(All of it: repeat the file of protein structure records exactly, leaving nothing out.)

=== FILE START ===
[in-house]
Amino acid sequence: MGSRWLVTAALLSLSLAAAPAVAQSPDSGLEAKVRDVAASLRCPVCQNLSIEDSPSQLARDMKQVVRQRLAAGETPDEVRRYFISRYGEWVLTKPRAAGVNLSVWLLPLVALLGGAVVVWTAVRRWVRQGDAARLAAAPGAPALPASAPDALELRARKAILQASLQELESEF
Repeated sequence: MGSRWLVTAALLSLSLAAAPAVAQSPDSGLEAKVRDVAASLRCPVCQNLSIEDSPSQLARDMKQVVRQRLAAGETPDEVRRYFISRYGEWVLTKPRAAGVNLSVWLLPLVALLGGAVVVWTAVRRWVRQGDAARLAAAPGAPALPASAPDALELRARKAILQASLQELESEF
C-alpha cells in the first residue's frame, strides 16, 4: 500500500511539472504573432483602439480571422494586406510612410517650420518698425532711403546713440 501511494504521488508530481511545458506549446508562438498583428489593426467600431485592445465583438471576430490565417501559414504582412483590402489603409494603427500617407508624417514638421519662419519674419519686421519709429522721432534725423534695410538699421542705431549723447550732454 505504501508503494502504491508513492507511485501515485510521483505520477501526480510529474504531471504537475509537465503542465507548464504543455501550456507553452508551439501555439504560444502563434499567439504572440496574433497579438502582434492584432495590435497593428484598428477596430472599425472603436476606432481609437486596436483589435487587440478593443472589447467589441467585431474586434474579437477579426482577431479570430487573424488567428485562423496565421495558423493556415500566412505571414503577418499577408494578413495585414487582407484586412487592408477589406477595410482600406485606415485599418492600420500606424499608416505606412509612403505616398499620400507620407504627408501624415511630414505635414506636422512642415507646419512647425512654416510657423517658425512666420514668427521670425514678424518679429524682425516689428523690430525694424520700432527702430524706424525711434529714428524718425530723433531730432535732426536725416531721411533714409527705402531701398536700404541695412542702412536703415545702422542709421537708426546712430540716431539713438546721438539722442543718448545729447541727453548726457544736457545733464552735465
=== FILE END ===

[in-house]
Amino acid sequence: MGSRWLVTAALLSLSLAAAPAVAQSPDSGLEAKVRDVAASLRCPVCQNLSIEDSPSQLARDMKQVVRQRLAAGETPDEVRRYFISRYGEWVLTKPRAAGVNLSVWLLPLVALLGGAVVVWTAVRRWVRQGDAARLAAAPGAPALPASAPDALELRARKAILQASLQELESEF
Repeated sequence: MGSRWLVTAALLSLSLAAAPAVAQSPDSGLEAKVRDVAASLRCPVCQNLSIEDSPSQLARDMKQVVRQRLAAGETPDEVRRYFISRYGEWVLTKPRAAGVNLSVWLLPLVALLGGAVVVWTAVRRWVRQGDAARLAAAPGAPALPASAPDALELRARKAILQASLQELESEF
C-alpha cells in the first residue's frame, strides 16, 4: 500500500511539472504573432483602439480571422494586406510612410517650420518698425532711403546713440 501511494504521488508530481511545458506549446508562438498583428489593426467600431485592445465583438471576430490565417501559414504582412483590402489603409494603427500617407508624417514638421519662419519674419519686421519709429522721432534725423534695410538699421542705431549723447550732454 505504501508503494502504491508513492507511485501515485510521483505520477501526480510529474504531471504537475509537465503542465507548464504543455501550456507553452508551439501555439504560444502563434499567439504572440496574433497579438502582434492584432495590435497593428484598428477596430472599425472603436476606432481609437486596436483589435487587440478593443472589447467589441467585431474586434474579437477579426482577431479570430487573424488567428485562423496565421495558423493556415500566412505571414503577418499577408494578413495585414487582407484586412487592408477589406477595410482600406485606415485599418492600420500606424499608416505606412509612403505616398499620400507620407504627408501624415511630414505635414506636422512642415507646419512647425512654416510657423517658425512666420514668427521670425514678424518679429524682425516689428523690430525694424520700432527702430524706424525711434529714428524718425530723433531730432535732426536725416531721411533714409527705402531701398536700404541695412542702412536703415545702422542709421537708426546712430540716431539713438546721438539722442543718448545729447541727453548726457544736457545733464552735465